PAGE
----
Burnout is a widespread issue in customer service today. It was first identified in the 1970s as a career crisis hitting professionals who deal with people as a part of their job. The phenomenon was characterized by changes in employees’ attitude to work, resulting in exhaustion, lack of enthusiasm and motivation, as well as feelings of ineffectiveness or even frustration and cynicism in relation to their job. >>>
“We are what we repeatedly do. Excellence, then, is not an act, but a habit.” — Aristotle
Being successful in any field is about constantly doing the right things. Expertise and professionalism in customer service yield from thousands of routine customer interactions we perform daily. The way these communications are handled can make a huge difference. Not only they have direct impact on company’s relationship with its customers and overall business image, they also define how we — customer service representatives — feel about ourselves, our jobs and our lives.
If you are constantly facing defeat and frustration, suffering annoyance and embarrassment at the workplace, most likely you are not the happiest person on the earth, even outside work. On the flipside, when you enjoy what you do and feel great about helping others and making their lives easier, you are likely to keep calm, sober and dedicated to work even in most challenging and difficult situations. >>>
There are many talks today around how to create a winning customer experience. It goes without saying that nowadays with increasing choice, high availability, and more standardized pricing of products, the competition has evolved into the challenge of making customers feeling positive and happy about their experience with your brand.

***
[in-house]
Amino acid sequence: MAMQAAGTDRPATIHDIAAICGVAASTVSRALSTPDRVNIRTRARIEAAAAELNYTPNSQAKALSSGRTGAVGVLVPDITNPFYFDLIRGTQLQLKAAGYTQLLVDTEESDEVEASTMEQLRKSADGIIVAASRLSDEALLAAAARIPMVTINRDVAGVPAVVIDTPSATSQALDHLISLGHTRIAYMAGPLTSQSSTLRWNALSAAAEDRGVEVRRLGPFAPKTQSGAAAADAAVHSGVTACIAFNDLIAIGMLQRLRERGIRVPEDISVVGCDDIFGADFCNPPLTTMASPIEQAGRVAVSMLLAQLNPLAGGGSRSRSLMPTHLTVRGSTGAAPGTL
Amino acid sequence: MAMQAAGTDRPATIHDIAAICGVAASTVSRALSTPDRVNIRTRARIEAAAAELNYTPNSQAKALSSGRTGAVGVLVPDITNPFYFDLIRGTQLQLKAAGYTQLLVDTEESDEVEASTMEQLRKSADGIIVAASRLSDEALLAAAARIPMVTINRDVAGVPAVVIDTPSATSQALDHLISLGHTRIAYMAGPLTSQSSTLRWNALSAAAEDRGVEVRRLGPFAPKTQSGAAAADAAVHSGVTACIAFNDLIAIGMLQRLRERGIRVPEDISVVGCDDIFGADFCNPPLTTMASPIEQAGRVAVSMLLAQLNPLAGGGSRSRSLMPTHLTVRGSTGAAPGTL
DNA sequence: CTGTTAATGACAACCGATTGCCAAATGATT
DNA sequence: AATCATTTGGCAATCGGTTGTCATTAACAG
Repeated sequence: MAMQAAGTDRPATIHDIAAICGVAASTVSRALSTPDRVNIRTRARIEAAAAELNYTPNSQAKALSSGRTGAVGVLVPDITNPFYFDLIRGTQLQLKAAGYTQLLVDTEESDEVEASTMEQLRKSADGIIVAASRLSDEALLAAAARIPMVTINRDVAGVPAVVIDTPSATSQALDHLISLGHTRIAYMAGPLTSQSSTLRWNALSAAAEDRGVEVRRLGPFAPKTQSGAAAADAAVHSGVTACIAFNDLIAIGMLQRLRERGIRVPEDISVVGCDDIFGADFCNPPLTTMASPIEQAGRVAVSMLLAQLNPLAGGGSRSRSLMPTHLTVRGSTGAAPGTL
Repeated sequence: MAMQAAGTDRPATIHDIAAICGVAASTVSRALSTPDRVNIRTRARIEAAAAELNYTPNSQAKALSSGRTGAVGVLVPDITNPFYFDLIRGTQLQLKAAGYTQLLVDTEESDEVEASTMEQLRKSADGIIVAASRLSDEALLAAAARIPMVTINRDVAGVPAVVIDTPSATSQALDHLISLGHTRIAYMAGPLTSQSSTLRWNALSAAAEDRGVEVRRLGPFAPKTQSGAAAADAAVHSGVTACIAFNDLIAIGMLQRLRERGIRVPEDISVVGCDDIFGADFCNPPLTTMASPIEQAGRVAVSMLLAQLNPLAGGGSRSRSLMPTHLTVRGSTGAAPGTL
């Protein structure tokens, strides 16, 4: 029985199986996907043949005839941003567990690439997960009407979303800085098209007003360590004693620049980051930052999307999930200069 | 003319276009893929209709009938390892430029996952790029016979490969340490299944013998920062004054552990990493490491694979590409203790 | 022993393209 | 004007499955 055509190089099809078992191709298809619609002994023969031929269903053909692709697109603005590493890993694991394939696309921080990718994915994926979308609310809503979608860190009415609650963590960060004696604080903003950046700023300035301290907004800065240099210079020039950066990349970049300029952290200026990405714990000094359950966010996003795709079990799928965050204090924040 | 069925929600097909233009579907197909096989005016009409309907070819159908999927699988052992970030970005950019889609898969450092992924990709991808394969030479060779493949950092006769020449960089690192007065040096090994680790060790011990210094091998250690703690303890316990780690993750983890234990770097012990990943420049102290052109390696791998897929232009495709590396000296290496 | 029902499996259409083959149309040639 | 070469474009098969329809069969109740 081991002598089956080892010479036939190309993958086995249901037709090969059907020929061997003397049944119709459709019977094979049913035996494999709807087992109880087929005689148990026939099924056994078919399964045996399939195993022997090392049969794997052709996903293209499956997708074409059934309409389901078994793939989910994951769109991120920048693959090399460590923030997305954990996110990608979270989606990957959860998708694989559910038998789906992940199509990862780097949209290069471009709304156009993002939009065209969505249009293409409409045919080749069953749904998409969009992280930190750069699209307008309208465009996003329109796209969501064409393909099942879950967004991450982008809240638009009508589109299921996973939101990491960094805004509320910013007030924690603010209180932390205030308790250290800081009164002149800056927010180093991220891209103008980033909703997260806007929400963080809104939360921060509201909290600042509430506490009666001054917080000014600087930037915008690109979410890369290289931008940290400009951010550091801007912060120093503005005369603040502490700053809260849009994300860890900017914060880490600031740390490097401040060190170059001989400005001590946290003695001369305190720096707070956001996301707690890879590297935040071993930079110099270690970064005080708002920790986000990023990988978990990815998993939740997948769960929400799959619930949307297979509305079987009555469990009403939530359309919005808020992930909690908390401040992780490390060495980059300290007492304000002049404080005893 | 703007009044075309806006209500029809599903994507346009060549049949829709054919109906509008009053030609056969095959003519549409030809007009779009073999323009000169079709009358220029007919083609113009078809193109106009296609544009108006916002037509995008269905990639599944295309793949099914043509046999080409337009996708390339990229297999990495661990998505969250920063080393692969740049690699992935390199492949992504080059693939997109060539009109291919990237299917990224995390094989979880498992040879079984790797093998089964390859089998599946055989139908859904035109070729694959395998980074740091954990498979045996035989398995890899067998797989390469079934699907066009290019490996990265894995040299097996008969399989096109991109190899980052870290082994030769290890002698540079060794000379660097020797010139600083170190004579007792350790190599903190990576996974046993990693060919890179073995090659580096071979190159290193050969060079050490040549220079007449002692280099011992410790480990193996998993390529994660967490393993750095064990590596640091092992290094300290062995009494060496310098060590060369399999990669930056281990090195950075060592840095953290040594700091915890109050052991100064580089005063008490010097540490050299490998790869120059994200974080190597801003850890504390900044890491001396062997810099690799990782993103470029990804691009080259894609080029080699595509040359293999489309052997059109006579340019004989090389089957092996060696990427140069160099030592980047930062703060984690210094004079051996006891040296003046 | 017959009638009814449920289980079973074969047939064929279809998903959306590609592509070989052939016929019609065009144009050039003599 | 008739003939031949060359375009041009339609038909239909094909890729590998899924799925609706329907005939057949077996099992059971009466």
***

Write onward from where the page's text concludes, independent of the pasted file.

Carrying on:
So how do you go about winning and keeping customers? You can find a plenty of good books and articles on the web revealing secrets to creating memorable customer experiences. You can also put a great deal of time and effort into collecting and analyzing your customers’ feedback, as well as invest heavily into painstaking market research. For sure, you’ll discover something new and helpful. But it’s only the tip of the iceberg, I kid you not. >>>
As the technology continues to change and advance at an extremely rapid rate, we all in customer support have to deal with people who find themselves being challenged by new methods and updated technology. Looks like a great deal of upset customers contacting tech support would rather cling to the old familiar ways considering the changes are not worth it at all.
Another bunch of people calling for help use technology on a “need-to-know” basis, and feel overwhelmed and frustrated when it comes to anything outside their expertise. Professional line of communication means you willingly provide high-quality tailored support to every user, regardless of their level of expertise. After all, it’s customers who keep us tech support agents employed. No matter which way you look at it, all of them are worthy of our time, respect and attention. >>>